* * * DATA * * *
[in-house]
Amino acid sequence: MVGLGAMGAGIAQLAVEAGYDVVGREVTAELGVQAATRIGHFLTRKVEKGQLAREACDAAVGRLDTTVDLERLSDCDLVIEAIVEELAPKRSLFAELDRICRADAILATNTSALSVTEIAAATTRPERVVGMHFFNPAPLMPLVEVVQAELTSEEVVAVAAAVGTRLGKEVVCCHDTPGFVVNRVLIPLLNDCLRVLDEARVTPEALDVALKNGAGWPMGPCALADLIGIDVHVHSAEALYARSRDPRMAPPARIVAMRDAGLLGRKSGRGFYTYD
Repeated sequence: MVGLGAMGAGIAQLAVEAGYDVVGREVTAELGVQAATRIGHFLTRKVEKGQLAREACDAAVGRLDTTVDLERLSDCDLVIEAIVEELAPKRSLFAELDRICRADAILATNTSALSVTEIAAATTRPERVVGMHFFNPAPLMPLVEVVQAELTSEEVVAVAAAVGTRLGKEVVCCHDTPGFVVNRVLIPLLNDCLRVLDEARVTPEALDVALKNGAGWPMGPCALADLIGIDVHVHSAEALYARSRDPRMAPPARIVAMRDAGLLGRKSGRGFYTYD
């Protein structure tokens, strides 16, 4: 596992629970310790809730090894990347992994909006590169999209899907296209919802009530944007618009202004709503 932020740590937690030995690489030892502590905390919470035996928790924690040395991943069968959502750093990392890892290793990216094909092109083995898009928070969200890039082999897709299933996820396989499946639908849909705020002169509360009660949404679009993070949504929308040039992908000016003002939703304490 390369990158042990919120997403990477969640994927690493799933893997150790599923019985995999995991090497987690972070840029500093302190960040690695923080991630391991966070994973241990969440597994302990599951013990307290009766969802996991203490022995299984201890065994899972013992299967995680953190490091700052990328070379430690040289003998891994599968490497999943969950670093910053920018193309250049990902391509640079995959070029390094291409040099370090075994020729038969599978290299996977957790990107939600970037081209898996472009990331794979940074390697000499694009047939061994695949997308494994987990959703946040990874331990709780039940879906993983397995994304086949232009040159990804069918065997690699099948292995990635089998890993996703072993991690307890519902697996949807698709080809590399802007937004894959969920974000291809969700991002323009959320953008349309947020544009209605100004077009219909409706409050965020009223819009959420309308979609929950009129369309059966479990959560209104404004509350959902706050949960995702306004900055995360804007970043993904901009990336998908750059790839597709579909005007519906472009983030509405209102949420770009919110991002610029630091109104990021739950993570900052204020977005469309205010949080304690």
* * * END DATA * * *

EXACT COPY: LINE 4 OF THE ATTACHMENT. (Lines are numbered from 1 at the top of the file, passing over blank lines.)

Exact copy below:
């Protein structure tokens, strides 16, 4: 596992629970310790809730090894990347992994909006590169999209899907296209919802009530944007618009202004709503 932020740590937690030995690489030892502590905390919470035996928790924690040395991943069968959502750093990392890892290793990216094909092109083995898009928070969200890039082999897709299933996820396989499946639908849909705020002169509360009660949404679009993070949504929308040039992908000016003002939703304490 390369990158042990919120997403990477969640994927690493799933893997150790599923019985995999995991090497987690972070840029500093302190960040690695923080991630391991966070994973241990969440597994302990599951013990307290009766969802996991203490022995299984201890065994899972013992299967995680953190490091700052990328070379430690040289003998891994599968490497999943969950670093910053920018193309250049990902391509640079995959070029390094291409040099370090075994020729038969599978290299996977957790990107939600970037081209898996472009990331794979940074390697000499694009047939061994695949997308494994987990959703946040990874331990709780039940879906993983397995994304086949232009040159990804069918065997690699099948292995990635089998890993996703072993991690307890519902697996949807698709080809590399802007937004894959969920974000291809969700991002323009959320953008349309947020544009209605100004077009219909409706409050965020009223819009959420309308979609929950009129369309059966479990959560209104404004509350959902706050949960995702306004900055995360804007970043993904901009990336998908750059790839597709579909005007519906472009983030509405209102949420770009919110991002610029630091109104990021739950993570900052204020977005469309205010949080304690």